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ARS Home » Plains Area » Grand Forks, North Dakota » Grand Forks Human Nutrition Research Center » Healthy Body Weight Research » Research » Publications at this Location » Publication #372317

Research Project: Dietary and Physical Activity Guidance for Weight Loss and Maintenance

Location: Healthy Body Weight Research

Title: HIIT training has higher reinforcing value than moderate intensity aerobic exercise for sedentary adults

item EPSTEIN, LEONARD - University Of Buffalo
item O'DONNELL, SARA - University Of Buffalo
item CARR, KATELYN - University Of Buffalo
item BIONDOLILLO, MATHEW - University Of Buffalo
item HOSTLER, DAVID - University Of Buffalo
item Roemmich, James

Submitted to: Meeting Abstract
Publication Type: Abstract Only
Publication Acceptance Date: 2/4/2020
Publication Date: N/A
Citation: N/A

Interpretive Summary:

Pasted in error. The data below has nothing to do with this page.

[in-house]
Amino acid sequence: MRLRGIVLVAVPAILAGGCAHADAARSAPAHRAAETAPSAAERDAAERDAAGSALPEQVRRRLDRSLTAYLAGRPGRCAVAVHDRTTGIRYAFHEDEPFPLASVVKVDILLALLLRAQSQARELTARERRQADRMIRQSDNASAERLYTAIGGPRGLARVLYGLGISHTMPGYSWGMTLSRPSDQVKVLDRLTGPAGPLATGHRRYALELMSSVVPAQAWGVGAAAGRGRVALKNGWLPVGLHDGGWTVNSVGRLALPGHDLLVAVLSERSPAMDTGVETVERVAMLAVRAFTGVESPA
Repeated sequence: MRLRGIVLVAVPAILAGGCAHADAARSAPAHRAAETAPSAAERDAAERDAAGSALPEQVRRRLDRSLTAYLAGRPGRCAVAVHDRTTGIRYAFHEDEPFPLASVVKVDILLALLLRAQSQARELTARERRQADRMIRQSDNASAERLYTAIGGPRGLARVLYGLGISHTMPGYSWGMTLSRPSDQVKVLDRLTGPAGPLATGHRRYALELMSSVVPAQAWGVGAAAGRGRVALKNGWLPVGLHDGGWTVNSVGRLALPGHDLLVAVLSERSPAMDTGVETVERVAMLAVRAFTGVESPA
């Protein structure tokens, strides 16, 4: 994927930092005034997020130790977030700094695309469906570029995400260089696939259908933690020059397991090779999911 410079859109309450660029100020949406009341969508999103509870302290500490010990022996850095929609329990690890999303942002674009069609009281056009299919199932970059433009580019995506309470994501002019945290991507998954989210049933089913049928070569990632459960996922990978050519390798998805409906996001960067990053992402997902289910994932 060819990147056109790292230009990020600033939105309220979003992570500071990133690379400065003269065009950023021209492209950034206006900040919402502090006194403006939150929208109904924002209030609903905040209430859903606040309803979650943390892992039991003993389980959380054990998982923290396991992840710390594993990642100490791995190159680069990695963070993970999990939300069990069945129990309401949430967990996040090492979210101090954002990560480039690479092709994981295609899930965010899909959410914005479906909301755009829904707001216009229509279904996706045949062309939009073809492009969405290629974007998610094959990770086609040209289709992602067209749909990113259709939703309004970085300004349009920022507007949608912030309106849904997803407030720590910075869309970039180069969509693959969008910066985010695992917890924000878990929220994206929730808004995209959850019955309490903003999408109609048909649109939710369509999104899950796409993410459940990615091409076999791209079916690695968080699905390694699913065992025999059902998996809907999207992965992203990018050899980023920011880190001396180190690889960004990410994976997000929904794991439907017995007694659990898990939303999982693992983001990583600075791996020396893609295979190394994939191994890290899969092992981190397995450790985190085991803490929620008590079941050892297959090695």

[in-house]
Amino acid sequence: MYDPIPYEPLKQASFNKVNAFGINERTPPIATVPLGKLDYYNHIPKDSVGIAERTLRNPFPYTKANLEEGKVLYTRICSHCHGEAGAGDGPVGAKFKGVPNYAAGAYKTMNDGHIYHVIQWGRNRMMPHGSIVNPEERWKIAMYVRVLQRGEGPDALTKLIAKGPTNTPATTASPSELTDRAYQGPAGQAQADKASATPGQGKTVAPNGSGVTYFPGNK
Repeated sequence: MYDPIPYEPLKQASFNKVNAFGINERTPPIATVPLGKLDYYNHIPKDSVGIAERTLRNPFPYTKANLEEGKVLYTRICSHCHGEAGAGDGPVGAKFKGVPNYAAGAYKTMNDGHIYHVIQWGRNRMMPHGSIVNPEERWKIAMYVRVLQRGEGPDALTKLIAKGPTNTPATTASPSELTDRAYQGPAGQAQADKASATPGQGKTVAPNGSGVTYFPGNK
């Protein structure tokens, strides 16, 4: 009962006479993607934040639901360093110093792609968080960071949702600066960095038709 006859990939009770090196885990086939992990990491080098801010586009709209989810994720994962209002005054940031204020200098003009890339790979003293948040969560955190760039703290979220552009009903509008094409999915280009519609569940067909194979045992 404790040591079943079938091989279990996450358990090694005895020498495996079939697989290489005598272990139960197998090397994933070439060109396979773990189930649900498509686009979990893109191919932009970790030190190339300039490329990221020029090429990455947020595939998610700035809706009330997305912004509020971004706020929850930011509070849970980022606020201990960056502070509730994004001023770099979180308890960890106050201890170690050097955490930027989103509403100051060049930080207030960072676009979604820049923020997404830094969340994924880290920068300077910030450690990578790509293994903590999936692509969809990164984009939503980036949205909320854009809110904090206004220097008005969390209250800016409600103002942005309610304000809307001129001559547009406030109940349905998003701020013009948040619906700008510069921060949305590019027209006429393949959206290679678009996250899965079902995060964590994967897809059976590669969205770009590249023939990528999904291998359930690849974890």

Technical Abstract: Purpose: Exercise confers numerous physical and mental health benefits yet the majority of adults are inactive. Exercise can be studied as a reinforcing stimulus; research shows that adults who find exercise more reinforcing engage in greater objectively-measured physical activity. High intensity interval training (HIIT) involves exercising at repeated high and low-intensity intervals, and has emerged as an alternative to traditional moderate intensity aerobic exercise (MIAE) because it produces fitness benefits in less time. Research shows people prefer HIIT over MIAE, possibly due to the observed affective changes, whereby affect decreases during exercise and increases post-exercise. The primary purposes of this study were to compare the reinforcing value (RRV) of HIIT versus MIAE in a sample of sedentary adults, and investigate whether affect during or post-exercise was more strongly related to the RRV of HIIT. Methods: Female participants (n=20; Mage=30.5, SD=8.5; 30% minority) were randomized to one of two groups that structured HIIT to be 50 or 100% of MIAE to investigate the effect of time engaging in HIIT on RRV. Participants were scheduled for six sessions, during which they completed a fitness test to individualize treadmill workloads (Session 1), completed a RRV task twice for each mode of exercise to assess repeatability and change over sessions (Session 2-5), and a 10-minute HIIT workout (10 repetitions of 30s HIIT, 30s recovery) to measure affect during and post-exercise (Session 6). Results: Results showed reliable differences in RRV across exercise mode (F(1,18)=9.95, p=0.005). No effect of group (p=0.36) or session number (p=0.12) was observed. Participants reported higher liking ratings for HIIT (7.3+1.5) versus MIAE (5.5+1.6) (F(1,18)=12.15, p=0.003). Correlations between RRV values for MIAE and for HIIT across the two sessions was 0.72 and 0.96, p’s<0.001. Affect during HIIT exercise showed a significant change over time (F(9,162)=9.13, p<0.001) and was significantly related to RRV of HIIT (F(1,80)=4.85, p=0.03), preference (F(1,80)=4.96, p=0.029) and tolerance (F(1,80)=7.43, p=0.008) for intense exercise, and liking of HIIT exercise (F(1,80)=5.15, p=0.026). Discussion: People will engage in activities that are easily accessible and are the most reinforcing. Beyond reducing environmental barriers to exercise participation, a novel approach to increasing activity levels amongst sedentary adults may be to develop exercise programs that are the most reinforcing for the most people. Results of the current study show that HIIT was reliably more reinforcing than MIAE among sedentary female adults. The greater reinforcing value of exercise was not related to the shorter time intervals for HIIT versus MIAE, since there was no difference in RRV whether HIIT took the same amount of time as MIAE or half the time. Our data show that the reinforcing value of HIIT was significantly related to affect during exercise, and unrelated to post-exercise affect, suggesting that exercise programs that maximize positive affect during exercise bouts may be stronger reinforcers. HIIT may be a innovative exercise program that can serve as a reinforcer to motivate physical activity.